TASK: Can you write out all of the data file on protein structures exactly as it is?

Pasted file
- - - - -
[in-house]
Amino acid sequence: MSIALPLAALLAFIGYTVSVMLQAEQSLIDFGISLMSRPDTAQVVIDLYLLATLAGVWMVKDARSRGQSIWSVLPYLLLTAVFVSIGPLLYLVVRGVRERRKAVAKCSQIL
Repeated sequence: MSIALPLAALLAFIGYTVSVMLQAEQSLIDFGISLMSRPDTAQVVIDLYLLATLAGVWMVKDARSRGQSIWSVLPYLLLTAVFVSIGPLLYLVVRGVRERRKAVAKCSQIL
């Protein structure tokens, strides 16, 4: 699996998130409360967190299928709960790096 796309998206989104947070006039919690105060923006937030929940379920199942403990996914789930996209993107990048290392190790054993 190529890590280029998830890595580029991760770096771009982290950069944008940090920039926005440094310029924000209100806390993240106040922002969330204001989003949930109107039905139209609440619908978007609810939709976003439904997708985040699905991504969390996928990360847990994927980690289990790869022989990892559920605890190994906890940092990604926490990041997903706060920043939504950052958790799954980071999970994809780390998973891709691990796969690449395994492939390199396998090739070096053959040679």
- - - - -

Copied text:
[in-house]
Amino acid sequence: MSIALPLAALLAFIGYTVSVMLQAEQSLIDFGISLMSRPDTAQVVIDLYLLATLAGVWMVKDARSRGQSIWSVLPYLLLTAVFVSIGPLLYLVVRGVRERRKAVAKCSQIL
Repeated sequence: MSIALPLAALLAFIGYTVSVMLQAEQSLIDFGISLMSRPDTAQVVIDLYLLATLAGVWMVKDARSRGQSIWSVLPYLLLTAVFVSIGPLLYLVVRGVRERRKAVAKCSQIL
């Protein structure tokens, strides 16, 4: 699996998130409360967190299928709960790096 796309998206989104947070006039919690105060923006937030929940379920199942403990996914789930996209993107990048290392190790054993 190529890590280029998830890595580029991760770096771009982290950069944008940090920039926005440094310029924000209100806390993240106040922002969330204001989003949930109107039905139209609440619908978007609810939709976003439904997708985040699905991504969390996928990360847990994927980690289990790869022989990892559920605890190994906890940092990604926490990041997903706060920043939504950052958790799954980071999970994809780390998973891709691990796969690449395994492939390199396998090739070096053959040679």